Experimentation with CG people began in films like “Indiana Jones and the Last Crusade” (1989), “Terminator 2” (1991) and “Fight Club” (1999), but it wasn’t until Ang Lee’s “Hulk” that the humanoid star of a movie was computer generated (no, “Casper” doesn’t count). While the general public had accepted the bodybuilt but still human Lou Ferrigno as Bill Bixby’s angry alter-ego in the “Incredible Hulk” TV show of the 1970s, the comic book basis was in fact a far more imposing creature, a tank-sized beast that couldn’t even find pants at the Big & Tall Shop (especially not in purple). But, despite a gargantuan size, the bigger, badder movie Hulk failed to connect with an audience. A convoluted, overly serious script was primarily to blame, but could the fact that the Hulk wasn’t “real” have had something to do with it?

All of this is not to say that some movie characters shouldn’t be rendered digitally. Take Ben Grimm, aka The Thing from “Fantastic Four.” In the Marvel Comics universe, the Thing and the Hulk are about the same size, and have gone green-toe-to-orange-toe many times. In the movies, Michael Chiklis buried under makeup just isn’t as imposing (nor as tragic) as the character needs to be. Especially considering the character’s lack of human flesh and hair (two of the hardest things to realistically animate), the Thing’s rocky form seems to beg for the CG treatment (after all, both the flamed-on Human Torch and the Silver Surfer are fully CG in the upcoming “Rise of the Silver Surfer” sequel).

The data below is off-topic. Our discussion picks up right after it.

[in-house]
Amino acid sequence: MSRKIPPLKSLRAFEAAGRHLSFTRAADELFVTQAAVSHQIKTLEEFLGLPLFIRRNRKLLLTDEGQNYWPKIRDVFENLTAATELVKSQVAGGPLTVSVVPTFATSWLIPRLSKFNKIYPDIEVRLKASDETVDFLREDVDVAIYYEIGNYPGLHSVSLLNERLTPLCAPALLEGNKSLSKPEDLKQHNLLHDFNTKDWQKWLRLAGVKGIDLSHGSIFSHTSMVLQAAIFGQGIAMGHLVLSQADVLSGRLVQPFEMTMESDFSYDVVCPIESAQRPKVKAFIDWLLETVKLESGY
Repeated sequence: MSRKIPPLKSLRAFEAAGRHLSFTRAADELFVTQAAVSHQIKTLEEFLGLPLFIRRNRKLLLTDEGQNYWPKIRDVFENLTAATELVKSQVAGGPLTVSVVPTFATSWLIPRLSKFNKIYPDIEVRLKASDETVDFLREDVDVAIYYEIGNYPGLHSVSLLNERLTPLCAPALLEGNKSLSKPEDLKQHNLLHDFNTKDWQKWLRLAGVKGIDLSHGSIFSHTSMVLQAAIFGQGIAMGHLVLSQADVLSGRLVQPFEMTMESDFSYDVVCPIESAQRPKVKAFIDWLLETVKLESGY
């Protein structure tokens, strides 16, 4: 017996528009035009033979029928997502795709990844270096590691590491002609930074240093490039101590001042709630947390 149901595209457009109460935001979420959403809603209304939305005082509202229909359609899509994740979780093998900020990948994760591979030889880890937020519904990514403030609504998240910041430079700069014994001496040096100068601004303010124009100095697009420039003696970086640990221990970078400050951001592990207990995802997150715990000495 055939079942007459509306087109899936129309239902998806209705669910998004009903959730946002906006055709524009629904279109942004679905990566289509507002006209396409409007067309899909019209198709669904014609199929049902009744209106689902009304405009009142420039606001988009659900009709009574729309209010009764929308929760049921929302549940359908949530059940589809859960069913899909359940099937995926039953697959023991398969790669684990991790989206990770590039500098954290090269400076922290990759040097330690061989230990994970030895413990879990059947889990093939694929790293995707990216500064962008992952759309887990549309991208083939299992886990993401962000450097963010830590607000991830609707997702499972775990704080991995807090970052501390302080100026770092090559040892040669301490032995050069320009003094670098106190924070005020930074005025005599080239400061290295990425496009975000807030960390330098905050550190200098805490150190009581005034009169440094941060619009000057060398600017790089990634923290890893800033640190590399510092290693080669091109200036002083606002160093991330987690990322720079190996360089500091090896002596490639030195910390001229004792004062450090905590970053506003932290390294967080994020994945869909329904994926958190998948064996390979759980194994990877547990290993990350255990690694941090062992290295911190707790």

The key to accepting CG characters seems to be integration (ain’t it always?). Last year’s “Superman Returns” is in a way a curious example movie effects coming full circle. In the Superman movie serials of the 1940s, when the Man of Steel (played by Kirk Alyn) would take flight, the live action Superman would suddenly be replaced with a crudely animated character. That obvious cartoon has very little in common with the sophisticated CGI Superman used in many flying shots in “Returns.” Still, while audiences knew that computer graphics were being used, it was the combination of those shots with actual physical effects of Brandon Routh on cables and gimbals that made it work. If you don’t know which shots are “fake” and which are “real,” it becomes easier to get lost in the sum total.

But we still have to opine that the most dazzling flying shot in “Superman Returns” didn’t match the thrill of seeing that first majestic flight of Christopher Reeve in 1978’s “Superman.” That movie drew audiences to the theater with promise of making you believe, for the first time, that a man could fly, and it did, with nary a computer involved.

While the claim is that today’s audiences are more “sophisticated” in expecting far more from their special effects, we’d say it’s actually something less meritorious. Today’s audiences are more cynical. We not only expect that modern effects are flawless, we demand it and anything less than 100% believable is decried as being crappy effects, regardless of how much imagination and toil was involved. Maybe modern CG updates of old characters don’t resonate as strongly because the wonder’s gone. The sad fact is, movie magic has become a thing of the past, replaced with cold movie science. Due to the catch-all answer of “with computers,” nobody ever gasps at the fantastic and asks those five words that entranced moviegoers for practically a century: “How did they DO that?”